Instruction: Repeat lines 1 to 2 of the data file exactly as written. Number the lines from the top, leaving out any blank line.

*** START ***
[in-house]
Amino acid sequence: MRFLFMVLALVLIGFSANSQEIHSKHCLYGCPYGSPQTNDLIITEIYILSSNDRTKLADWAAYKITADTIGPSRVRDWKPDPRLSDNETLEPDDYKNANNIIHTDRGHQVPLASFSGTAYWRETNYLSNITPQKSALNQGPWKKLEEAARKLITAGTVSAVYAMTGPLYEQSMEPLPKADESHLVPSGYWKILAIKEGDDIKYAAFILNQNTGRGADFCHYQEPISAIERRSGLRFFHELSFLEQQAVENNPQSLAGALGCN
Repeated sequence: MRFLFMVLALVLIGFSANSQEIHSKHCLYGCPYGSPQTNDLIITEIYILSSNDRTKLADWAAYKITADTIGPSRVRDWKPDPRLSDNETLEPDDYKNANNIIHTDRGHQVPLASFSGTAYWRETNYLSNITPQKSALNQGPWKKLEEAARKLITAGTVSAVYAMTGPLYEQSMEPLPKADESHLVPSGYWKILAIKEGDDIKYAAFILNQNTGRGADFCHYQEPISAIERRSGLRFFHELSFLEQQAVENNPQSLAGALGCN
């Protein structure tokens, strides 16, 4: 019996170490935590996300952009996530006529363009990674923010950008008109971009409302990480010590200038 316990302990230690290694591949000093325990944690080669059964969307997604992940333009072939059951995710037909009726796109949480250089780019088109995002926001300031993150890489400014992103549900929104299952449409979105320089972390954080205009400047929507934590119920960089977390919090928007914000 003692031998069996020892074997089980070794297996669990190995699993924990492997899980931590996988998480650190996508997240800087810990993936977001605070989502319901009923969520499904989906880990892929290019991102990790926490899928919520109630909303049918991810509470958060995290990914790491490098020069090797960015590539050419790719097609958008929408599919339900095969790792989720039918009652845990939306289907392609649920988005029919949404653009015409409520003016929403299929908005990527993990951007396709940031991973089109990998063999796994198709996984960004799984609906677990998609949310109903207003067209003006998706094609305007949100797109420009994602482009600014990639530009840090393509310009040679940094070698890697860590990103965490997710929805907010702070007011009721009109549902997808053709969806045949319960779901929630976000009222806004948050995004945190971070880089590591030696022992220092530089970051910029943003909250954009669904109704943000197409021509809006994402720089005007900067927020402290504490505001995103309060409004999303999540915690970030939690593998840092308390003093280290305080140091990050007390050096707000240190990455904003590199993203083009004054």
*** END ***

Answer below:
[in-house]
Amino acid sequence: MRFLFMVLALVLIGFSANSQEIHSKHCLYGCPYGSPQTNDLIITEIYILSSNDRTKLADWAAYKITADTIGPSRVRDWKPDPRLSDNETLEPDDYKNANNIIHTDRGHQVPLASFSGTAYWRETNYLSNITPQKSALNQGPWKKLEEAARKLITAGTVSAVYAMTGPLYEQSMEPLPKADESHLVPSGYWKILAIKEGDDIKYAAFILNQNTGRGADFCHYQEPISAIERRSGLRFFHELSFLEQQAVENNPQSLAGALGCN